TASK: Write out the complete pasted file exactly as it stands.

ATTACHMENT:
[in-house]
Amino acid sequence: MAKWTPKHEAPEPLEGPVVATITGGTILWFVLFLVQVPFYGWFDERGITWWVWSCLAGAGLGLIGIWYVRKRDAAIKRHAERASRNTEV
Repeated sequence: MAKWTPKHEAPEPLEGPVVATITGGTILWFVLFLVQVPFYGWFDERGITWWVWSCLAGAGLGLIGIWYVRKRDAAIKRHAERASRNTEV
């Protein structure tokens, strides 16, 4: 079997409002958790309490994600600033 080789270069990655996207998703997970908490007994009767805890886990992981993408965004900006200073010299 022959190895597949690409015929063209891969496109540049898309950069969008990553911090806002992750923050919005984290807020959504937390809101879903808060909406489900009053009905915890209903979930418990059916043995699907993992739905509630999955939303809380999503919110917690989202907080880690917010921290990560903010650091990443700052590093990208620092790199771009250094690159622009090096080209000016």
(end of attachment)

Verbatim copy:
[in-house]
Amino acid sequence: MAKWTPKHEAPEPLEGPVVATITGGTILWFVLFLVQVPFYGWFDERGITWWVWSCLAGAGLGLIGIWYVRKRDAAIKRHAERASRNTEV
Repeated sequence: MAKWTPKHEAPEPLEGPVVATITGGTILWFVLFLVQVPFYGWFDERGITWWVWSCLAGAGLGLIGIWYVRKRDAAIKRHAERASRNTEV
């Protein structure tokens, strides 16, 4: 079997409002958790309490994600600033 080789270069990655996207998703997970908490007994009767805890886990992981993408965004900006200073010299 022959190895597949690409015929063209891969496109540049898309950069969008990553911090806002992750923050919005984290807020959504937390809101879903808060909406489900009053009905915890209903979930418990059916043995699907993992739905509630999955939303809380999503919110917690989202907080880690917010921290990560903010650091990443700052590093990208620092790199771009250094690159622009090096080209000016």